But, let’s twist things a bit. If historic defaults represent realized risks (loss factors) and interest rates represent prices (maximum returns), then this analysis may give a way to compare the efficacy of LC / Prosper’s pricing models – how well are they setting rates that match investor risk.


Dan B May 15, 2012 at 7:23 pm

Peter………….So as I suggested, there were substantial differences in the average loan age within each grouping afterall.

Conclusions? Let’s call it what it is. Given the importance of loan age vis a vis default rates, Prosper clearly WINS this comparison in every rate group……………. with the possible exception of the 3 lowest paying interest rate ones. I say “possible” exception because of the large 8 month disparity between Prosper & LC within the average ages of R-04 & R-05. Therefore the LC lead in these 2 groups may not hold when all is said & done. As for R-03, I draw no conclusions except that I would have left it out of this comparison entirely considering that Prosper’s total sample size is a ridiculously small 67.

Within the parameters of the comparison this is a clear win for Prosper, period.


flyp52 May 15, 2012 at 7:59 pm

To me the more interesting thing is not the relative default rates between the two companies, but whether their respective pricing algorithms are working optimally. For a sufficiently large sample size we should see a well-behaved steadily increasing default rate as the interest rate rises. The dip around R-09/10 suggests some of those borrowers maybe merited a lower rate? Or some of the R08s deserved higher rates?


Michael May 15, 2012 at 8:15 pm


Thanks for the mention.

@Jerry Batoski

If you are curious, I currently have 10K in LC and 5K in Prosper almost exactly. I have earned over $1100 in interest. I plan to add 5K more to Prosper by the year end to have 20k total in P2P. I believe I will most likely end up exceeding this 20K goal though. I suspect I will add much more capital to both.


Roy S May 16, 2012 at 12:28 am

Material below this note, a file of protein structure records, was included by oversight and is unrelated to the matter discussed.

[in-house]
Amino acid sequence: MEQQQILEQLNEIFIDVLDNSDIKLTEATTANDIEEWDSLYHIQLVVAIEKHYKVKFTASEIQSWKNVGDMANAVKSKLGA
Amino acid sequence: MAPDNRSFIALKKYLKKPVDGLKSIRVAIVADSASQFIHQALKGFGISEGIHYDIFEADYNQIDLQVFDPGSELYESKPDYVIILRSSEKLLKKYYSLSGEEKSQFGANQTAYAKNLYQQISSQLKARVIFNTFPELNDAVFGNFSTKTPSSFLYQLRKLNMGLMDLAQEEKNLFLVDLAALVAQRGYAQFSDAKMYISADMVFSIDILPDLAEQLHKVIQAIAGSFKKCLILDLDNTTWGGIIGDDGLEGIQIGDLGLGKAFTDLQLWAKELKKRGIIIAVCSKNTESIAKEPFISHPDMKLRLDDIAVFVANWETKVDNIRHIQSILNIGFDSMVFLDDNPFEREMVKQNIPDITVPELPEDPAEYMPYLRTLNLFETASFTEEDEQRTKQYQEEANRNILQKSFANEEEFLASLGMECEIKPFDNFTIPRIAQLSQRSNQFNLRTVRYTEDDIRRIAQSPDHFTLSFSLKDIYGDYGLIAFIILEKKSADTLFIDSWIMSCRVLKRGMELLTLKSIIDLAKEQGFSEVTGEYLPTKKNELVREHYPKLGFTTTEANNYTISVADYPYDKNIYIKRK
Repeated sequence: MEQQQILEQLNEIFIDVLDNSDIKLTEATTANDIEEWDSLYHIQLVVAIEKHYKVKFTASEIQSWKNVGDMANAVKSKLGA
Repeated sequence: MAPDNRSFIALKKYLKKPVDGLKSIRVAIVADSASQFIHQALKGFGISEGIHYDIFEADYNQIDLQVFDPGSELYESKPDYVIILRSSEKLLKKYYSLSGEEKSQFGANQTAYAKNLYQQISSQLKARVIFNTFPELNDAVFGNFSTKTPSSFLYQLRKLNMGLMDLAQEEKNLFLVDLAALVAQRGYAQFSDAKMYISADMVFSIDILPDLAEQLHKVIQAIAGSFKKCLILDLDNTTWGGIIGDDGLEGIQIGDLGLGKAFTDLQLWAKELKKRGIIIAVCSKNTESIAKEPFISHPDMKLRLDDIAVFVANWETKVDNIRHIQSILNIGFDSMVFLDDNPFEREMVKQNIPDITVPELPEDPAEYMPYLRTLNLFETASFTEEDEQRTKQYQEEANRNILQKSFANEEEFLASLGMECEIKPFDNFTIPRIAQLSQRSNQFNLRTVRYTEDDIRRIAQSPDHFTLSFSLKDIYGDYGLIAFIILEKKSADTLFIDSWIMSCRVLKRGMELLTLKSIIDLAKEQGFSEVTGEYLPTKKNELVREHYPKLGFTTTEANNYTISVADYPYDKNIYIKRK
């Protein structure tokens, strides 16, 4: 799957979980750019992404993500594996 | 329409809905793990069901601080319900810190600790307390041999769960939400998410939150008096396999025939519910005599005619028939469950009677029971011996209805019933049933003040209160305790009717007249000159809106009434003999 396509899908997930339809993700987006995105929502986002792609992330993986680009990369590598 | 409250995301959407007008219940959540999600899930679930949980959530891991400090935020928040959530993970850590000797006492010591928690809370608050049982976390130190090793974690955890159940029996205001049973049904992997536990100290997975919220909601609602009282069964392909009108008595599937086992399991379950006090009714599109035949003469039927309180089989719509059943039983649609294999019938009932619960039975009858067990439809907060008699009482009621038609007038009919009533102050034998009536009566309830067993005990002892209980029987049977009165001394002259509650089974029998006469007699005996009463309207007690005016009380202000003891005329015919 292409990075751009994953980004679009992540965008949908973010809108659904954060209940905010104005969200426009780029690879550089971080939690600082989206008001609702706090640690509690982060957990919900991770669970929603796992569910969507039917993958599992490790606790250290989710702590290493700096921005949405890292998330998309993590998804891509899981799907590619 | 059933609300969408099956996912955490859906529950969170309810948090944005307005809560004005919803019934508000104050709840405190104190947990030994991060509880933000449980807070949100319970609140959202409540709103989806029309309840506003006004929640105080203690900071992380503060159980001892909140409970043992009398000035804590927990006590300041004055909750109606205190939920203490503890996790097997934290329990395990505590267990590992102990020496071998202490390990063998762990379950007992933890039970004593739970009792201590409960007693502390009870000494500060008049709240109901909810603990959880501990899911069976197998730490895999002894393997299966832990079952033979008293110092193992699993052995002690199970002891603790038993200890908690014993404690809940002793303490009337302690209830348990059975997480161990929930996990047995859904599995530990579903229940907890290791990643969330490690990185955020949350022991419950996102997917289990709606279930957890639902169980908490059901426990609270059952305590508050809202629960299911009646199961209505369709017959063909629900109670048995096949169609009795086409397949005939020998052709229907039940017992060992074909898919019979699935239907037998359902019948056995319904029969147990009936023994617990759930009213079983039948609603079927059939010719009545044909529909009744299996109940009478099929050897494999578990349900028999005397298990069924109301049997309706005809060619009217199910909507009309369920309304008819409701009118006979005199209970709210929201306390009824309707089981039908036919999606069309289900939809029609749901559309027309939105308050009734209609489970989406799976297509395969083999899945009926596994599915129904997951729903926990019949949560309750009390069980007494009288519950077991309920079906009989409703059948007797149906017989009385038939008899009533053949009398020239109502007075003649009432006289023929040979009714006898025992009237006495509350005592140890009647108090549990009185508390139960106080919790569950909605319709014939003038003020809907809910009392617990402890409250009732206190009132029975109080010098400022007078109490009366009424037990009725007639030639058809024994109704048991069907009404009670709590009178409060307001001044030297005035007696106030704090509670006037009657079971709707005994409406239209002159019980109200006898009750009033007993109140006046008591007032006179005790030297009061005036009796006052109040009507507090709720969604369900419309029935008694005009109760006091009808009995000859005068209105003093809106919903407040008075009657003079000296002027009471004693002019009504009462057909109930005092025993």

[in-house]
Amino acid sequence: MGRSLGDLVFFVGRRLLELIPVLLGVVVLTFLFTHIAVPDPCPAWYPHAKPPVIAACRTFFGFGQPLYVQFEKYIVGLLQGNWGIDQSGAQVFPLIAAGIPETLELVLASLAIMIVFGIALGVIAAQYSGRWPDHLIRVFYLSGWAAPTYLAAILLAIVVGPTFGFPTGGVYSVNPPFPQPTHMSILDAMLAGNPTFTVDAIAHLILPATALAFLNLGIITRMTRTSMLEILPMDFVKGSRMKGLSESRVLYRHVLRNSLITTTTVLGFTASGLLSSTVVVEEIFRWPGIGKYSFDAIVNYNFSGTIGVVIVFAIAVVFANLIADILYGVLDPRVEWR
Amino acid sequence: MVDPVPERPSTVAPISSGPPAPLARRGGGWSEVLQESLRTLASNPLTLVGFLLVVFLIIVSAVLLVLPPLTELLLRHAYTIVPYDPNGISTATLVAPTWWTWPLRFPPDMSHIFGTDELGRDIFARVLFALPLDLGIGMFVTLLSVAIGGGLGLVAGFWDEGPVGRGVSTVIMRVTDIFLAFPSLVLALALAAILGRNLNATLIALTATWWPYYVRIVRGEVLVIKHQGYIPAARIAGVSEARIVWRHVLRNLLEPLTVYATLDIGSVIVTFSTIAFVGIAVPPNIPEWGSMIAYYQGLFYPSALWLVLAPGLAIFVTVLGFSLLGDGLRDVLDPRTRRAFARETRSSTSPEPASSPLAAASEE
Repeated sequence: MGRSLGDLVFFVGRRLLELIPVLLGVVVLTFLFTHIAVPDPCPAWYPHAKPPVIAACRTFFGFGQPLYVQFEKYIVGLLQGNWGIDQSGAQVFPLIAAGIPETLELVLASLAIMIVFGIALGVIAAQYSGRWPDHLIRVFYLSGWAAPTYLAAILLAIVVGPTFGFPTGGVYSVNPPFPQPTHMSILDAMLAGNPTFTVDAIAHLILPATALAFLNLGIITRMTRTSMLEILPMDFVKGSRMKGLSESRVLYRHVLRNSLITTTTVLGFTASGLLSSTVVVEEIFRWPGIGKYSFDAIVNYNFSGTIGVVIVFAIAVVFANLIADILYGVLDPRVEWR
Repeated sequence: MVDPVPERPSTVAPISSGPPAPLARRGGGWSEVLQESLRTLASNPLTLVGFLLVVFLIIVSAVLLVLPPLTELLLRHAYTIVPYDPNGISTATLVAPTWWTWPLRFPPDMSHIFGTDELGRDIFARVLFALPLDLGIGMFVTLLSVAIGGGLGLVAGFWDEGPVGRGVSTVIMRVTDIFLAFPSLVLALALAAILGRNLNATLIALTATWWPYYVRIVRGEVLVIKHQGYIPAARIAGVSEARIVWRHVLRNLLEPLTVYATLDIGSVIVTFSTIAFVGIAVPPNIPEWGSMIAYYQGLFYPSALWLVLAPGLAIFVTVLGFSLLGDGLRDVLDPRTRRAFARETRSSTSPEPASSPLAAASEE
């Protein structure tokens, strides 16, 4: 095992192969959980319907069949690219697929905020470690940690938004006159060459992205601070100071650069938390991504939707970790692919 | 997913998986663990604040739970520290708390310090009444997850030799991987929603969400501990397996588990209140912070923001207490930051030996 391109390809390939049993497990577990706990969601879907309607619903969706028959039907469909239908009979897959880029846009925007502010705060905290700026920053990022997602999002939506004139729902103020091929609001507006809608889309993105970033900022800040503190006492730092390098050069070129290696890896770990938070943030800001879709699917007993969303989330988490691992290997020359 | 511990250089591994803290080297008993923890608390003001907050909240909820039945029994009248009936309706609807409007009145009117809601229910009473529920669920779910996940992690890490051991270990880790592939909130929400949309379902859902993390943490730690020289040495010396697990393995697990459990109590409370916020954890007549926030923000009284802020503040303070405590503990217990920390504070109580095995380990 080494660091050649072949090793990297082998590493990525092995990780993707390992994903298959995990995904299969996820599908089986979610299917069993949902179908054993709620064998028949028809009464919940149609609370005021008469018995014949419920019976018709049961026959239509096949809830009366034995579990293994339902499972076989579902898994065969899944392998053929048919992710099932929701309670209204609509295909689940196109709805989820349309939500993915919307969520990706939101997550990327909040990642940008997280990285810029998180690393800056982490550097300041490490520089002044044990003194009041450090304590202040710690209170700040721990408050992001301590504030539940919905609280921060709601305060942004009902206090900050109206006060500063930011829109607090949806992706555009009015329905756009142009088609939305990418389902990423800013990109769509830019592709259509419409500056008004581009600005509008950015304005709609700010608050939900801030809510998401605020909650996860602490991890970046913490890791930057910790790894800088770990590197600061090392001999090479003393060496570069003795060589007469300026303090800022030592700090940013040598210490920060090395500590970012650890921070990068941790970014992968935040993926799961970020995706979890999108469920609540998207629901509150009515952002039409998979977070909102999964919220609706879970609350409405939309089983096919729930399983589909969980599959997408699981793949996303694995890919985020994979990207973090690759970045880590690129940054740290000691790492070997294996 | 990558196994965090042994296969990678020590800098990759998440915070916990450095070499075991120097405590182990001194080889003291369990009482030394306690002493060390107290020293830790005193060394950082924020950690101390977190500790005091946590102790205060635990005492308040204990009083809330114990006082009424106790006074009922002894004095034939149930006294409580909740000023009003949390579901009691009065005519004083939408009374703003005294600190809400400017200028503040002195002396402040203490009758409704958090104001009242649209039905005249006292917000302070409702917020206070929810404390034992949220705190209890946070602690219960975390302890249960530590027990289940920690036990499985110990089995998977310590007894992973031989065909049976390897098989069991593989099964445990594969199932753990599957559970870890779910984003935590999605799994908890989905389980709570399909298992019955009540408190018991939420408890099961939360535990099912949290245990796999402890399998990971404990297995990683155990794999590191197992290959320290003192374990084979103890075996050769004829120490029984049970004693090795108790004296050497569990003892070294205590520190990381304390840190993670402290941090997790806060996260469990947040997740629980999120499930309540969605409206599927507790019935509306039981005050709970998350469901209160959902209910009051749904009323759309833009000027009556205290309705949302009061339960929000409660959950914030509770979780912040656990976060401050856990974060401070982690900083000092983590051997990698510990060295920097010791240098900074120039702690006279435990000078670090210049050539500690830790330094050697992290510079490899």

Peter, do you have any info on the number of deadbeat borrowers on each platform? I have begun to notice quite a few popping up on Prosper’s side of things. My concern is that since the capital used to fund the Notes does not belong to Prosper (as well as LC) that they may be a little less inclined to dig into these loans and figure out why there are some where there are no payments made. Prosper states that they have a 100% Identity Theft Guarantee, but since the lenders have so little information available, we may never know of any instances where identity theft is suspected or proven. And Prosper has little incentive to inform the lenders that a loan was acquired through identity theft. Obviously, like in all aspects of p2p lending, the lenders are in a position of knowing very little and putting a lot of trust in the companies. And then there are just some people who should not be lent to in the first place (e.g. Prosper listing 519588: “This loan will be used to…Pay expenses for my fiance and her daughter to come to me.from Nigeria.”). My experience is that loans are taking longer to originate from the time they are fully funded, and now I’m seeing a greater number deadbeat borrowers–to be expected with a greater loan volume, but I’m not sure that it should be to the extent I’m seeing it. I’m also noticing that they website is continually mentioning that it will be offline for an hour or two a couple times a week. I’m just wondering whether Prosper is really beginning to have difficulties with the increase in loan volume compared to LC, and what your take/views on this are (or anyone else really). Unfortunately, this has been set on the back burner for me lately, and I haven’t had the time to do much digging of my own recently, but I’m beginning to get a little nervous. I’ve even noticed that Prosper has dropped their seasoned returns number to 10.08%. There hasn’t been much change on Lendstats (hovering around 9.2 – 9.3% for the past few weeks for the original 10.69% number Prosper posted for 07/15/09 – 11/30/10 Note orginations), so my assumption is that there are greater default numbers cropping up for newer Prosper loans (12/01/10 – 09/30/11) backed up by Lendstats showing a 1% lower return for Notes issued in 2011 than those issued in 2010.